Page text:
Revelation Overview

The Revelation of Jesus Christ given to Saint John has confused readers for centuries, to the point that many dismiss it as indecipherable, or the ramblings of a lunatic hopped-up on hallucinogens.

I don’t pretend to have it all worked out (and Daniel 12:4 leads me to believe nobody will until the End), but I do have enough of a grasp on this fascinating book to help some readers assimilate the information a little better.

Once you understand how the book is organized, it is much easier to put in perspective. In Revelation 1:19, John recounts how he was instructed to write the book: “Write, therefore, what you have seen, what is now and what will take place later.” Here is our first clue as to structure–John wrote 1) what he saw; 2) the state of things in his 1st Century existence; and 3) history which would play out in the future.

WHAT JOHN SAW

“What you have seen” may refer only to his vision of the 7 golden lampstands (1:12) and of Jesus prior to this verse, but perhaps it also refers to visions John has seen prior to his exile on Patmos… then shares throughout this book. Not his glimpses of future events, of course–those fall under #3: “What will take place later”. Remember, for instance, that John witnessed the transfiguration (Mark 9:2-7)–an incredible event in which he and two other disciples saw Jesus speaking with Moses and Elijah. (Not only is it provocative to note that these men Jesus was seen conversing with hadn’t walked the earth for centuries, it bears some consideration how the 3 priveleged disciples even knew who they were! I’m guessing they’d never seen photographs or video footage of Moses or Elijah.) Combine that instance with Revelation 1:10 where John reveals that he was “in the spirit” on the day he was commanded to write this book. This was not the first time John had seen and understood what escapes normal human perception.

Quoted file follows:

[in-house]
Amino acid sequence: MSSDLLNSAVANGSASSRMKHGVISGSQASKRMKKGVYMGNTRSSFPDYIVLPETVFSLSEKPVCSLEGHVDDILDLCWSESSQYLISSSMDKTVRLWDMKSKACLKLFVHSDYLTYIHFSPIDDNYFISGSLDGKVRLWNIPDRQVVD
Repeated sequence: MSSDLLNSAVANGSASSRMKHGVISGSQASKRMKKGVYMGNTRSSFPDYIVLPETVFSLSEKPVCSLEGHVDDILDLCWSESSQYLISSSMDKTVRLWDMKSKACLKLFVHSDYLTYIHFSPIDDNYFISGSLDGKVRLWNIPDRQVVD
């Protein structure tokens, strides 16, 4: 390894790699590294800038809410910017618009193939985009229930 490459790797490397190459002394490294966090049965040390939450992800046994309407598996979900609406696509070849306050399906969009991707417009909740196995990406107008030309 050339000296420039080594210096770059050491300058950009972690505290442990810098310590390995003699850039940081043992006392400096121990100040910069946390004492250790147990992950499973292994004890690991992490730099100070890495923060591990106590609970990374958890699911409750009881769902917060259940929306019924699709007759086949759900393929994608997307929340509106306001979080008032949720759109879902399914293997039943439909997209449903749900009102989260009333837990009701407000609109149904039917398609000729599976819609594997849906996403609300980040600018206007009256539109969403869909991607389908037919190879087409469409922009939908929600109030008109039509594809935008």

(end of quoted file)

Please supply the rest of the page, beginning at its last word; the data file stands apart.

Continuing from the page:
John describes his glimpses into the literal Kingdom of Heaven, including his vision of Heaven’s throne room. Sometimes beings in these visions show him further visions. These visions are scattered throughout the narrative of Revelation (specifically, they interrupt #3 repeatedly) and can throw the reader for a loop if not recognized for what they are. Often they are used for what we would call “flashbacks” and sometimes “flash-forwards.” When John writes, “I saw” or “I looked,” chances are a new vision is being introduced.

WHAT IS

The first part of Revelation is a dictation of 7 letters to 7 churches. On the surface, we can say this is John describing “what is” from his 1st Century perspective. They are literal letters to literal churches, but even these have a deeper meaning. Symbolically, each of the 7 congregations, as addressed, also represent types of churches, types of individual believers, and periods in church history.

WHAT WILL TAKE PLACE

The bulk of Revelation–and the most famous part–is John’s account of “what will take place later.” It is also important to understand the substructure of this portion.

In describing God’s format for His revealing (or apocalypse), I’m going to use terms usually associated with fiction, film or theater. By doing this, I am NOT implying that Revelation is a work of fiction or in any way untrue. I’m merely using familiar phraseology to draw attention to the format, which should alleviate much confusion for the reader.